EAA Biplane

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EAA Biplane
EAA Biplane.jpg
EAA Biplane on display @ EAA Museum
Role 2nd EAA Project Schoolflight plane built
Manufacturer Robert D. Blacker & his students @ St. Rita HS
Designer Allison Team & Robert Blacker
First flight 10 June 1960

The EAA Biplane (Serial # N6077V), an enduring emblem of the Experimental Aircraft Association since 1960, is a recreational aircraft that was designed in the United States and marketed as plans for home-built aircraft.[1] The EAA Biplane is on permanent display at the EAA Aviation Museum in Oshkosh, Wisconsin.[2]

Design and development[edit]

A preliminary design was produced for the EAA by a team of Allison engineers led by EAA member Jim D. Stewart in 1955.[3] This team took the Gere Sport of the 1930s as their starting point and eventually developed a completely new design which also incorporated several 'as-built' design changes made by Robert D. Blacker (5/2/26 - 8/3/88), the plane's builder and one of its test pilots.[4] The 'as-built' design changes included a +2 degree of dihedral to the upper wing, redesign of the horizontal stabilizer, installation of a diagonal brace at Stations 2 and 3, a change to the fuselage truss assembly, strengthening of the control column support, and an ingenious ball-bearing arrangement was created by Blacker, etc.[5][6] It is a single-seat biplane of conventional configuration, with staggered, single-bay equal-span wings braced with N-struts. The undercarriage is of fixed tailwheel type. The fuselage is fabric-covered welded steel tube, and the wings fabric-covered wood. Plans for the biplane remained available until 1972, by which time some 7,000 sets of the final "as-built" Plans had been sold.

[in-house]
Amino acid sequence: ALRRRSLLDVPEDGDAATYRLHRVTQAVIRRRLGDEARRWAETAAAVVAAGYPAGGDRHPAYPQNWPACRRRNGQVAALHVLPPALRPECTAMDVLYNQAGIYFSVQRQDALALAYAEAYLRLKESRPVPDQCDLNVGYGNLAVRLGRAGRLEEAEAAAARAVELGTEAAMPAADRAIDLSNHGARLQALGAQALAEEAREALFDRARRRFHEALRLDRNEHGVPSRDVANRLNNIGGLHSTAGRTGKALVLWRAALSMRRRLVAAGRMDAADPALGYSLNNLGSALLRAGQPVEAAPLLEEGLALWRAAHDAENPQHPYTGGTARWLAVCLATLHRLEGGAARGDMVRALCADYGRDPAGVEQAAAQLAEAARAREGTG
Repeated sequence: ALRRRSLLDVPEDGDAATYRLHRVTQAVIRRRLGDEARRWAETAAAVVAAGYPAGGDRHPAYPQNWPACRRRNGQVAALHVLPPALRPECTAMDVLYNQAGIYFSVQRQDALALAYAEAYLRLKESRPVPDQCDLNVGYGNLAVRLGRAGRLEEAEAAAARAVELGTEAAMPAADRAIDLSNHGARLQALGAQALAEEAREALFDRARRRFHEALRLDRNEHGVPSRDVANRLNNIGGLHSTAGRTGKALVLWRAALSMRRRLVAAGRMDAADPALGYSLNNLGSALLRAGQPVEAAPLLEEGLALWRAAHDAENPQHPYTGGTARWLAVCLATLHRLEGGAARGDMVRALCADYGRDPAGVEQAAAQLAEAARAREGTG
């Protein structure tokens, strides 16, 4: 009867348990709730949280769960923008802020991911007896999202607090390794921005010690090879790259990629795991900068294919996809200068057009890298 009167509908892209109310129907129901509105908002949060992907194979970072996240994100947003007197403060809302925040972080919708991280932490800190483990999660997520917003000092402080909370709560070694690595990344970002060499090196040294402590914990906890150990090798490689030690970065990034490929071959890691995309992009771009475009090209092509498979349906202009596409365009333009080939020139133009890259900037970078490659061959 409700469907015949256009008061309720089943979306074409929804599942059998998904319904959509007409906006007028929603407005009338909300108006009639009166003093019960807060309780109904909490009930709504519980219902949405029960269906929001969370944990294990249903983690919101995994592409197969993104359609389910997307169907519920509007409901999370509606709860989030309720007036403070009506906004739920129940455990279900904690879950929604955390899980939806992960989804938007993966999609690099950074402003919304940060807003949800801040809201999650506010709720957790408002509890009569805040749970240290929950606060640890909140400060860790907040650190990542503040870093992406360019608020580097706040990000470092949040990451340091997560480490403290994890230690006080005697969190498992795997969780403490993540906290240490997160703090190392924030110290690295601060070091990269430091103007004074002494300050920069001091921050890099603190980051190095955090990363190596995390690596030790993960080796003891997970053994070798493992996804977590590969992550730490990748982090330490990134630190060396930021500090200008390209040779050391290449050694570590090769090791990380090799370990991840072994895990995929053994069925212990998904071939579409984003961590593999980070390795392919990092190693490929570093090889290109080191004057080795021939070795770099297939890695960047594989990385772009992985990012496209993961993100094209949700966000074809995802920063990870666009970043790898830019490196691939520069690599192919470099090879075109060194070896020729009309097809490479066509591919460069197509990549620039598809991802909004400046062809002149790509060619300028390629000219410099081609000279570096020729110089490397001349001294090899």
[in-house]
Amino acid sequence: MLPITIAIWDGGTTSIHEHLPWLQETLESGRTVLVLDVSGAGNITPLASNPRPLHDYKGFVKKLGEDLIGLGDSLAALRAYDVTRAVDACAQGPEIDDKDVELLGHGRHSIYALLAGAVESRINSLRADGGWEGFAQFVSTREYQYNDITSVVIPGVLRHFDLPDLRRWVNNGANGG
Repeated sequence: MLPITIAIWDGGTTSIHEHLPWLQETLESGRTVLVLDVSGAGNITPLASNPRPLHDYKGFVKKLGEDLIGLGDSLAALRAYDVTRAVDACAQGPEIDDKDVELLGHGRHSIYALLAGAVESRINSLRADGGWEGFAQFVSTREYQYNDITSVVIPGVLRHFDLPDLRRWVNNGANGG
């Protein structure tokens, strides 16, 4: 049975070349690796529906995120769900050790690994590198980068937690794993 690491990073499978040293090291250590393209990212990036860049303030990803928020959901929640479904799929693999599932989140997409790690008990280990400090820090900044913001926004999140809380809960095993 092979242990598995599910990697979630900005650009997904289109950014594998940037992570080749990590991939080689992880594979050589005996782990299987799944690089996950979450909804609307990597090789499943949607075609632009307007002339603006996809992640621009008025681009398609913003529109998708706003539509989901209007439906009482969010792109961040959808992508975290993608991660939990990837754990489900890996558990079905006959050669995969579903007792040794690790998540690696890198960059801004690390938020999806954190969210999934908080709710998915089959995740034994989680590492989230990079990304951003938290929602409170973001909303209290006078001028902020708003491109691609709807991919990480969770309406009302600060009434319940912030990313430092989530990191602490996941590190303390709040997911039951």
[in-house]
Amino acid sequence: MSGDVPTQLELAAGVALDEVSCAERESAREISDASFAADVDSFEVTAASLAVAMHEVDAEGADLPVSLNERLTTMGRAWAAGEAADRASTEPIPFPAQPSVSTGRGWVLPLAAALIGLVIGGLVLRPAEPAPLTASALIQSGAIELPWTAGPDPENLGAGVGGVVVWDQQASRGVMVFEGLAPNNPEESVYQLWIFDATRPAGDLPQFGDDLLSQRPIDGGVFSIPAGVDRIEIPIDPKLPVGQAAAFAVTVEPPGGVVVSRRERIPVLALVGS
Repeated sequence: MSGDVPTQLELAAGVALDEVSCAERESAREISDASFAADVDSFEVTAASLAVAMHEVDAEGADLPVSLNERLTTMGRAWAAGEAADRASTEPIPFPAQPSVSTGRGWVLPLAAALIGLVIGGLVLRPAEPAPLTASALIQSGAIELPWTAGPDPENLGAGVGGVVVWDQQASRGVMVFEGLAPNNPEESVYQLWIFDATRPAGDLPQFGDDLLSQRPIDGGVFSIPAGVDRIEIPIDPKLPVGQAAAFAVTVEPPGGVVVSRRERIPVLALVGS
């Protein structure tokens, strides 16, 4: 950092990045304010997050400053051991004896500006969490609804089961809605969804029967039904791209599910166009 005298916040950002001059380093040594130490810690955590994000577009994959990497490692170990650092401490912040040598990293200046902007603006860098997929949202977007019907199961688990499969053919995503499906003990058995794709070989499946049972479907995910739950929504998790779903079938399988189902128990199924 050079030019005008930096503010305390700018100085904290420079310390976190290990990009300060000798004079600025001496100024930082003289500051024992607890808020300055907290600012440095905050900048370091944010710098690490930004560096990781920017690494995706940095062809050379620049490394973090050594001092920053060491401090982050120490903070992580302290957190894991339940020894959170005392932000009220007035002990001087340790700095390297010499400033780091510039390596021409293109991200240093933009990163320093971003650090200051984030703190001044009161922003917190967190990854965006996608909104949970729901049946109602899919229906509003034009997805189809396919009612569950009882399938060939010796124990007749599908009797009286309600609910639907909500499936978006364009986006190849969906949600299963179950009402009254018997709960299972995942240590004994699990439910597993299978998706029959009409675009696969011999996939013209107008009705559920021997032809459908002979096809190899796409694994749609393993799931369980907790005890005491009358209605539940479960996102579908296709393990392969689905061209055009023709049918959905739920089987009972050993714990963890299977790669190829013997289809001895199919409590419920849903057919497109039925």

This prototype EAA  Biplane was built by Blacker and his apprentice students at St. Rita of Cascia High School in Chicago, IL as the 2nd airplane completed within EAA's Project Schoolflight[7] which began in 1955 when that project was co-founded by both Blacker and EAA founder, Paul Poberenzy.[4][8] Project Schoolflight was designed to bring hands-on aircraft construction directly to students in their classrooms and into their school's Industrial Arts shops[9][10][11] This EAA Biplane project began in September 1957 and culminated in the aircraft's first flight in June, 1960.[12][8] To keep the EAA membership abreast of the construction progress during the EAA Biplane build project, Blacker authored several "EAA Biplane Progress Reports" published in EAA's Sport Aviation magazines (nee:Experimenter) through out the project.[13][14][15][16] Blacker put the EAA Biplane's work-in-progress bare fuselage as a 'static' display at EAA's 1958 Fly-In where his work on the EAA Biplane coupled with his complete body of work in Project Schoolflight garnered him the most coveted award in the EAA: The Mechanix Illustrated Trophy for "Outstanding Achievement in Home-Built Aircraft"[17] (See MI trophy photo herein). Paul Poberezny and Stan Dzik, also a co-founder of EAA, presented Blacker this first Short Snorter[18] in EAA history in honor of his EAA Biplane build efforts. This EAA Biplane made its official debut to EAA members at the 1961 Rockford, IL Fly-In.[3]

ABOUT THE EAA BIPLANE BUILDER : During World War 2 Robert D. Blacker served at Roswell Army Airfield in New Mexico (1945 - 1946) as a B-29 Flight Engineer. From November 1945 thru April 1946, the ENOLA GAY was one of the airships he was responsible for. In 1951 Mr. Blacker, a Lewis College Certified Aircraft Mechanic since 1947, started the Aviation Industrial Arts Program at St. Rita of Cascia High School in Chicago, Il. and in 1955, Mr. Blacker earned his Civil Aeronautics Administration designation as an Aviation Safety Examiner/Aircraft Mechanic Examiner (see photo of 2 certificates). That same year Mr. Blacker co-founded EAA's Project Schoolflight with EAA founder Paul Poberezny.[7]

In 1958, Mr. Blacker authored "Basic Aeronautical Science and Principles of Flight" [19][20] that was used as a aeronautical training book via the U.S. Air Force Institute. The book reached world-wide circulation through many libraries. A copy is currently registered in the EAA library at Oshkosh, WI. Mr. Blacker and his St. Rita High School Aviation classes had previously completed the first airplane through EAA's Project Schoolflight - a Baby Ace named "Spirit of Cascia" - a winner of  EAA's Outstanding Achievement in Aviation Education in 1957.[21]


Specifications (typical)[edit]

Data from [22]

General characteristics

  • Crew: 1
  • Length: 17 ft 0 in (5.18 m)